How Did They Do That?
A Kangaroo in the Court Room
How to Procure Injustice
The Cost of Injustice
Looking for White Van Man
The Crown witnesses claimed that a van, a white one, possibly belonging to the Gas Board, had broken down at the locus of the incident.
If a police patrol car or a recovery vehicle were in attendance, they were not mentioned.
The prosecution used the van to account for my alleged swerve into the path of Car Genie's Astra.
In so doing, it inextricably linked the locus of the broken-down van with the locus of the incident.
The white van was not mentioned in either of the 2 witness statements taken by PC Bell, nor was it mentioned
in the sole precognition statement given by Rob Roy.
The first I knew of it was on the day of the trial.
I knew there hadn't been a van obstructing the road and I became rather interested in its origin.
At first though, I assumed it was just another invention, one intended by the prosecution to add credibility to its case.
After the trial, I wrote to Betty 'Boop' Bott, the Procurator Fiscal, but she refused to tell me when she first became aware of the white van.
So I wrote to the Chief Constable and was astonished when Inspector Gordon Taylor of Tayside's Divisional Road Policing Unit
contacted me to say that a patrol car had attended such a vehicle at the locus given in court.
Over the phone, I asked if he could identify the patrol officer with a view to asking him for further details of the breakdown.
Taylor became obstructive: the officer's name was not in the report, he claimed.
I asked for a copy of the report and was told it was "an operational matter".
Months later, I realised I could ask for a copy of the report by mentioning the Freedom of Information Act.
I was eventually sent a redacted copy of a
Police Incident Log.
It recorded merely that a vehicle had broken down and was attended to by a Recovery vehicle. There was no registration number nor any details to identify the vehicle.
But the Log did give a 12-figure grid reference and this placed the breakdown at the Swallow Roundabout, almost a mile to the west of the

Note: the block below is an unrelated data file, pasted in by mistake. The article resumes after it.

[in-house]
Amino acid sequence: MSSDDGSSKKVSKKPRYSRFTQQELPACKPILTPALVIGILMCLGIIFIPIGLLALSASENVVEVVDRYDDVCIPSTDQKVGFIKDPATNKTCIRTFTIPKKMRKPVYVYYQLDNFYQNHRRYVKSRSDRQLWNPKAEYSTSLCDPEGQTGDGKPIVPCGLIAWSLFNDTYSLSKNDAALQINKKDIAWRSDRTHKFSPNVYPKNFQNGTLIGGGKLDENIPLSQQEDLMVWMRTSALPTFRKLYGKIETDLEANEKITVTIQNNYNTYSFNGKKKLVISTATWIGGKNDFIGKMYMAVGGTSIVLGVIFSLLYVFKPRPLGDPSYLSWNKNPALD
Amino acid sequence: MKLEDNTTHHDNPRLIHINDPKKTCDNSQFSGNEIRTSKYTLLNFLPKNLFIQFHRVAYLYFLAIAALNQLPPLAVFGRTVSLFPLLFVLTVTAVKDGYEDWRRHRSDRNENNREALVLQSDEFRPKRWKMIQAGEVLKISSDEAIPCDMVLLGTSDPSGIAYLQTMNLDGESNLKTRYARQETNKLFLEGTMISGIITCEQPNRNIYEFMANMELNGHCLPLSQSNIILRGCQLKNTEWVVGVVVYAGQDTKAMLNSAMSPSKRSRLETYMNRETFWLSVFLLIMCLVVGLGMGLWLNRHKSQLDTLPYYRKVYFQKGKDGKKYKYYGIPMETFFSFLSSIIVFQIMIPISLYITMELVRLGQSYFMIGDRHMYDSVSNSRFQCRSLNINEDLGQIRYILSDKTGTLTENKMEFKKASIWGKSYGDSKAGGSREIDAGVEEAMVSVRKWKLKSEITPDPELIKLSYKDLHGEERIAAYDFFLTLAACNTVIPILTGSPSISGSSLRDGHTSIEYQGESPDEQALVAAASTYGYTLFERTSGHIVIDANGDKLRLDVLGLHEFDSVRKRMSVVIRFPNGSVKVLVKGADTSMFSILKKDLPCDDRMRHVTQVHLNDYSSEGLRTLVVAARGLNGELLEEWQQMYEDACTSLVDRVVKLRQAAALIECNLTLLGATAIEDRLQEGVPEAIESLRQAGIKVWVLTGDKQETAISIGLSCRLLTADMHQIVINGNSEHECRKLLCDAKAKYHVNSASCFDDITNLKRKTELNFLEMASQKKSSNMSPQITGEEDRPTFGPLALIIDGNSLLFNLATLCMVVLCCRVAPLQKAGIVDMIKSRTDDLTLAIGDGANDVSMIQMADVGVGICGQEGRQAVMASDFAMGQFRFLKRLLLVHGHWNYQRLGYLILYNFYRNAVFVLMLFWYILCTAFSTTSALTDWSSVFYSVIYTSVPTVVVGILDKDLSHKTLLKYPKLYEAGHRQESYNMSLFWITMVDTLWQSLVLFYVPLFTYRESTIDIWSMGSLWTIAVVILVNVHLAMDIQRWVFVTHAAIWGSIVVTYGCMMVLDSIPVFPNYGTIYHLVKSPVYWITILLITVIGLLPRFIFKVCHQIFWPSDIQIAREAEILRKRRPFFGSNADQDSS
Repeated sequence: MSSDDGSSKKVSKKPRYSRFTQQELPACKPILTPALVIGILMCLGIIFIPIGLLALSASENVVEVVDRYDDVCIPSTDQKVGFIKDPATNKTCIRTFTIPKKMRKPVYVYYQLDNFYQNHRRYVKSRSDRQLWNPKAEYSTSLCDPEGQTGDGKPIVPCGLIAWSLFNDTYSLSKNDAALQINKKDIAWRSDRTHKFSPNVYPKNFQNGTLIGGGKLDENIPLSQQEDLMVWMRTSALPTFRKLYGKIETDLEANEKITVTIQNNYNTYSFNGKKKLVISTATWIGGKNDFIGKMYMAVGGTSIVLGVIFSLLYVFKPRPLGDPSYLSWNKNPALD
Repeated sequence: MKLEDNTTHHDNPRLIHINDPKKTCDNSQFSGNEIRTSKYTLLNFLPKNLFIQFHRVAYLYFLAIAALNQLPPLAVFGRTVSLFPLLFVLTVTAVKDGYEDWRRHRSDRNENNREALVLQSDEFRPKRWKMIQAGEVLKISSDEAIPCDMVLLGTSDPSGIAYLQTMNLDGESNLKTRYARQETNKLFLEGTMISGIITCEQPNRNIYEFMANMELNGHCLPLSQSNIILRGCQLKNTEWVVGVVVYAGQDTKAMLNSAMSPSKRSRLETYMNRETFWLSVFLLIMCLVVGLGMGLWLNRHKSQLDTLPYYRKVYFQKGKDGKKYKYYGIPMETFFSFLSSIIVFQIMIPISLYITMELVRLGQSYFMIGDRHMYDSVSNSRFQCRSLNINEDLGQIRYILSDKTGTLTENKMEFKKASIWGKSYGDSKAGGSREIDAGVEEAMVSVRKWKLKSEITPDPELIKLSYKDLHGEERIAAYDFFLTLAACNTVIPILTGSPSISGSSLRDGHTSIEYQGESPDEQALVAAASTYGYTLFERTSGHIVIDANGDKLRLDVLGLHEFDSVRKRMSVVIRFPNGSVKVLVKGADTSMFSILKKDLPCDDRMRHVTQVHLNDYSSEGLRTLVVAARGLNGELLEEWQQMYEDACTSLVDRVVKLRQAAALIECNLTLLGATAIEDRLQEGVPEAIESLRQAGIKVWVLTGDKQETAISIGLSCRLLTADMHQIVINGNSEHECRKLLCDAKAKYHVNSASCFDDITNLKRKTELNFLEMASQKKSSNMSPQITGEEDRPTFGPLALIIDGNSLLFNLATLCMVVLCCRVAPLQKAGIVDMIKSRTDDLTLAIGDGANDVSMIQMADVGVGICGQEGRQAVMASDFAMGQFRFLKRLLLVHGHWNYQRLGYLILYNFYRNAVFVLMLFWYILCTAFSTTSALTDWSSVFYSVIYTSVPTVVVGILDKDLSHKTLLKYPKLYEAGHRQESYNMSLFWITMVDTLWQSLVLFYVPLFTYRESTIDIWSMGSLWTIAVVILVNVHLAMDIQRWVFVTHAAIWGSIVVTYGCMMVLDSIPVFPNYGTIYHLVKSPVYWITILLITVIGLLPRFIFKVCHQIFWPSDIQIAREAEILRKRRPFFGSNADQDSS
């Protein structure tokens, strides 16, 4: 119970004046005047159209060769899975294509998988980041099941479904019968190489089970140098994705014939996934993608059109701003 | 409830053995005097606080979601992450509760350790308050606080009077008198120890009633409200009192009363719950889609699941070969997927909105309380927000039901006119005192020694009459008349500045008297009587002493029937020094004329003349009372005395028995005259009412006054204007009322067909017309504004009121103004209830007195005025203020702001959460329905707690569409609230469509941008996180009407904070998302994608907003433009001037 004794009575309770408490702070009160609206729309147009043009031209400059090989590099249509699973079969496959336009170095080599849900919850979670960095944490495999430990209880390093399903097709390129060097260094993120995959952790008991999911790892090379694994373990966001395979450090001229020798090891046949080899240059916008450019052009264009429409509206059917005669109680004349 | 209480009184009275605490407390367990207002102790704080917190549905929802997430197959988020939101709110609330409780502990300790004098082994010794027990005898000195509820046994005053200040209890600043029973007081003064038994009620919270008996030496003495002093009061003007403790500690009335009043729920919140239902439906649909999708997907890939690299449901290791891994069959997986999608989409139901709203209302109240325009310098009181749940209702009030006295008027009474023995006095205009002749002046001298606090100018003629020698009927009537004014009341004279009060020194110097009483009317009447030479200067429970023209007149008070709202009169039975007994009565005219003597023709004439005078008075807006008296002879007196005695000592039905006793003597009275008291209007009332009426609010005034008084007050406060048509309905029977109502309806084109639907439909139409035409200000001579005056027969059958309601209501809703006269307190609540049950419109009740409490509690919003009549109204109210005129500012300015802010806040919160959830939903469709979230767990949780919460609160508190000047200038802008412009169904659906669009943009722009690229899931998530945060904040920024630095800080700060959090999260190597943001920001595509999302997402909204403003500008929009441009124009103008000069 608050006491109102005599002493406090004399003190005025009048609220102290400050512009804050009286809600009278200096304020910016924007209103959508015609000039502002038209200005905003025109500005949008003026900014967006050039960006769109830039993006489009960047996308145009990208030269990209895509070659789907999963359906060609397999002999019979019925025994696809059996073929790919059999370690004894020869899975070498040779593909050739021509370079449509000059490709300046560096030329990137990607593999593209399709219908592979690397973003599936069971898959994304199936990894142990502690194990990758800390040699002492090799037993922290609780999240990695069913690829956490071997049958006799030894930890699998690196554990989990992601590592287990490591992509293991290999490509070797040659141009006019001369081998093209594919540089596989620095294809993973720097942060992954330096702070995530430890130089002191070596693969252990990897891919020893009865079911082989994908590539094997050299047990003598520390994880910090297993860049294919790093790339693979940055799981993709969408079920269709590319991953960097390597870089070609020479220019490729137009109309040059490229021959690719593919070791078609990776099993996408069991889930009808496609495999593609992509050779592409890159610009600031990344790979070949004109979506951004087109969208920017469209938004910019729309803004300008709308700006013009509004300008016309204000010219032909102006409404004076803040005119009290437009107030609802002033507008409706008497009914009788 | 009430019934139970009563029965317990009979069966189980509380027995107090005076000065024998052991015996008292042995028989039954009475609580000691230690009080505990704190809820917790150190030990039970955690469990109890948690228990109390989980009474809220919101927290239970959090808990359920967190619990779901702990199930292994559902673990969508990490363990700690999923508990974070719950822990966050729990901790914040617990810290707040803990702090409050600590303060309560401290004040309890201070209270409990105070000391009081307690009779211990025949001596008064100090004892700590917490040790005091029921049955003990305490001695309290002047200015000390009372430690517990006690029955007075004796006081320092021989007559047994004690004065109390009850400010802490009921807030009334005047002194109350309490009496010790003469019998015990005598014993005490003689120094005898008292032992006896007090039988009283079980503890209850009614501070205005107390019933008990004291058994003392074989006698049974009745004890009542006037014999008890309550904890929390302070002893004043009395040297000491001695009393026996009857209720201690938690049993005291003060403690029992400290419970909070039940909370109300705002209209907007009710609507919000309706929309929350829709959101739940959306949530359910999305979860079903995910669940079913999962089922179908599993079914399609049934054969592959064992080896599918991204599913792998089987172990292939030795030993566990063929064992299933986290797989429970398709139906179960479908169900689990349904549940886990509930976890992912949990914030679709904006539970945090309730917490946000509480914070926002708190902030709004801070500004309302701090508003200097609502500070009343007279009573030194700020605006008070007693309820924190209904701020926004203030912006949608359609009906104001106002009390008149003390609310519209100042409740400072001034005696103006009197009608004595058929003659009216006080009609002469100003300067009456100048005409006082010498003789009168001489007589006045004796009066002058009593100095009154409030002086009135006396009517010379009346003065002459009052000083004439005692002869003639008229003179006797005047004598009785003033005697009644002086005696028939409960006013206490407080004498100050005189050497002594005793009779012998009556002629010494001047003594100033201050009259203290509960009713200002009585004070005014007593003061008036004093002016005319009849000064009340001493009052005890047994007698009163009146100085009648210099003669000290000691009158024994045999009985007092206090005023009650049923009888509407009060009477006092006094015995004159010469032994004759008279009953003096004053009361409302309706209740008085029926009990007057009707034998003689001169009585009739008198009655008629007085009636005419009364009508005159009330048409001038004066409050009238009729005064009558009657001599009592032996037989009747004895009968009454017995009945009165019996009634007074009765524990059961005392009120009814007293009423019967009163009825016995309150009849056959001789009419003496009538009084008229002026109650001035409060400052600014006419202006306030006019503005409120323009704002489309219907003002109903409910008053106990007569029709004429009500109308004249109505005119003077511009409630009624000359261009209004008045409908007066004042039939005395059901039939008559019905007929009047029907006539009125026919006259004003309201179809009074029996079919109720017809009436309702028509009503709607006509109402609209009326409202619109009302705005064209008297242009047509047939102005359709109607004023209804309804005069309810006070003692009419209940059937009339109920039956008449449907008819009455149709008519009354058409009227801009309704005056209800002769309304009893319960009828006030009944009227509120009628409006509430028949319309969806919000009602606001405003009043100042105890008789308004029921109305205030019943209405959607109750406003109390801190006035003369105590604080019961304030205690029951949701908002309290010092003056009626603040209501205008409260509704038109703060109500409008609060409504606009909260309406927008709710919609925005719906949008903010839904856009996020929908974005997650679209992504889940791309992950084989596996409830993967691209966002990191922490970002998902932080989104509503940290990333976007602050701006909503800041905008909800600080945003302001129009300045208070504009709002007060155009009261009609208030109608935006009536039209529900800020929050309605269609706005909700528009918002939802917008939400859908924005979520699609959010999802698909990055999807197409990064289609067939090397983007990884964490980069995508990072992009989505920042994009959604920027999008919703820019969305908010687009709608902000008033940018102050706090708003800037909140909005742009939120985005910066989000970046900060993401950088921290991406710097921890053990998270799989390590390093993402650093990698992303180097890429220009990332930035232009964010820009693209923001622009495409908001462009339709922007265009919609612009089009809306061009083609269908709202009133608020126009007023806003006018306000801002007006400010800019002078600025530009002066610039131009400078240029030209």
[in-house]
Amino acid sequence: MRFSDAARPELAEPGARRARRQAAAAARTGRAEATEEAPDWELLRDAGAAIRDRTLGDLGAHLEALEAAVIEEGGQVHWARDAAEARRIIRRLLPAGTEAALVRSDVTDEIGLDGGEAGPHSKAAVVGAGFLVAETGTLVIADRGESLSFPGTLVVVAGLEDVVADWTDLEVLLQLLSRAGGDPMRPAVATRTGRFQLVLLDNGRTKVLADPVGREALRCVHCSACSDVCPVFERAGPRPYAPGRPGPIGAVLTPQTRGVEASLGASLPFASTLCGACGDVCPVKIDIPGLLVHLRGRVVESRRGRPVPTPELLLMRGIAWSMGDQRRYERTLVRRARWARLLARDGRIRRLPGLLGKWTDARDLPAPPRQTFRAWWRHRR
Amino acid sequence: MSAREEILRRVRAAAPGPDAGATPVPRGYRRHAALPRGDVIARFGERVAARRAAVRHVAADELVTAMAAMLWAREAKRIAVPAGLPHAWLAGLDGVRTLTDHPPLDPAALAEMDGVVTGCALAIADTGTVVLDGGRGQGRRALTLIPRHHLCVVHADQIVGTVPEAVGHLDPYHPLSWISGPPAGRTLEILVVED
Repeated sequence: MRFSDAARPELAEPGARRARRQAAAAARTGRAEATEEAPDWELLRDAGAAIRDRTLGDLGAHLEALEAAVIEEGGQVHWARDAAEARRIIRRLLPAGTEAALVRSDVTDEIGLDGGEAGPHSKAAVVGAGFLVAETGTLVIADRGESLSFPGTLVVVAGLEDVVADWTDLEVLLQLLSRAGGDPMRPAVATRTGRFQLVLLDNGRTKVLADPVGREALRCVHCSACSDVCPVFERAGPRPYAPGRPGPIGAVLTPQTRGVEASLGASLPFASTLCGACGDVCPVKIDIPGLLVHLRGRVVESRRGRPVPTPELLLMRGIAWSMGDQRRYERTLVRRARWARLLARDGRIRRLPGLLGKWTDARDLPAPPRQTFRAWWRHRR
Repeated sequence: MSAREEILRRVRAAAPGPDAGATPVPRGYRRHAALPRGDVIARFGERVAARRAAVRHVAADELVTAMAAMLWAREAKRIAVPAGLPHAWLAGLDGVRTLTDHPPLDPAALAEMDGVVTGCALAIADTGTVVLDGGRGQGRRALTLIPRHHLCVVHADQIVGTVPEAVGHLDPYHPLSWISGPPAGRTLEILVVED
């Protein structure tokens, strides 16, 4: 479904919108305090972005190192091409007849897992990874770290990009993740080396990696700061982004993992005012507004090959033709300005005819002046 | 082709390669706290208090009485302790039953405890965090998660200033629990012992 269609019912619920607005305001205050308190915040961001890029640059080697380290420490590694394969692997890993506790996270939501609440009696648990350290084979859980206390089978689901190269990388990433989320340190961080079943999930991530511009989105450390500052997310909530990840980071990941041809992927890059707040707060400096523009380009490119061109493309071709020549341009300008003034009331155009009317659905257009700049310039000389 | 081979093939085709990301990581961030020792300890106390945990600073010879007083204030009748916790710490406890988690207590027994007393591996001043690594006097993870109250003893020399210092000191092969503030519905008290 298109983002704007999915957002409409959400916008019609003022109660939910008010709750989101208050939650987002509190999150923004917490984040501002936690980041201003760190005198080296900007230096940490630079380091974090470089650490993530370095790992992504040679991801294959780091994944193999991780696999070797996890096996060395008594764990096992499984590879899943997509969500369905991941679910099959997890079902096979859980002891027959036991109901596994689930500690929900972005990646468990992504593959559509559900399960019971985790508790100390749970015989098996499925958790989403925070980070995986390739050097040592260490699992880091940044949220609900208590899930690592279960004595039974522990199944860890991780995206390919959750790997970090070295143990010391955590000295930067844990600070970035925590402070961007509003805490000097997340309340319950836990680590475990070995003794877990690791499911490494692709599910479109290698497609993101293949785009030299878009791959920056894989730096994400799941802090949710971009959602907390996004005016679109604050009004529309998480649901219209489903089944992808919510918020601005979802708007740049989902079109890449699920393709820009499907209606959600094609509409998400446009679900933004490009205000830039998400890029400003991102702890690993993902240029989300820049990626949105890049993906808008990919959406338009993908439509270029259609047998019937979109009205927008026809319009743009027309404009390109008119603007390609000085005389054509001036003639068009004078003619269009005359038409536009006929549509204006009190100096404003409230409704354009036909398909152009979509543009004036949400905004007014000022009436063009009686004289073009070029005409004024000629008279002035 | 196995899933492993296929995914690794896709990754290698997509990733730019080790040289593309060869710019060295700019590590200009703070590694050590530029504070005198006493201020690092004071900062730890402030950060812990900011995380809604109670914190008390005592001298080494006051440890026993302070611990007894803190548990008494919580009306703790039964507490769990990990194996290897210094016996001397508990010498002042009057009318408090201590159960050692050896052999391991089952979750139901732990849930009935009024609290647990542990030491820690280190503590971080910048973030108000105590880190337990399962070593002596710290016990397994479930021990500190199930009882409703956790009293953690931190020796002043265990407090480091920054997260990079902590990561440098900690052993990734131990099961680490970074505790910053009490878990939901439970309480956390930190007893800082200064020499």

Although Insp Taylor later claimed the grid reference referred to the entire Kingsway, I believe it to be quite a bit more accurate than that:
if Tayside Police only need a rough idea of where its patrol cars are, it would not fit them with sophisticated sat navs.
The Log also gave the times the breakdown was first recorded and when the van was driven away, having been fixed by the Recovery vehicle.
Remarkably, it was first recorded about 40 minutes after I had passed the Swallow Roundabout. That is to say, 40 minutes after the
alleged incident had taken place, according to the Prosecution.
It seemed highly likely that this vehicle was the white van: no other breakdowns were recorded that evening;
and not even Insp Taylor tried to claim that an obstruction would remain unattended for 40 minutes on such a well-patrolled road as
I made further enquiries and found that the patrol officer could be identified from the Log. I asked for him to be interviewed.
Not surprisingly, the anonymous officer claimed to remember nothing about an insignificant incident that had taken place so long ago.
I contacted a local paper, the Dundee Courier, but got no help from the editor or his staff. Still, I placed an
in the rag, asking for the driver of the van to come forward, offering a reward. There were no takers.
I also phoned several local garages that operate recovery services but found none that had attended the incident.
I wondered if Car Genie had learned of the van from one of his police contacts.
Alternatively, I thought he might have driven past it on his way home that evening - one of his routes home takes him past the
But eventually I concluded that the most likely explanation is that Rob Roy, having left her office in Perth some
30 to 45 minutes after Miro, remembered seeing it parked by the roadside and mentioned it to her boyfriend, who decided it
was worth incorporating into the fake account.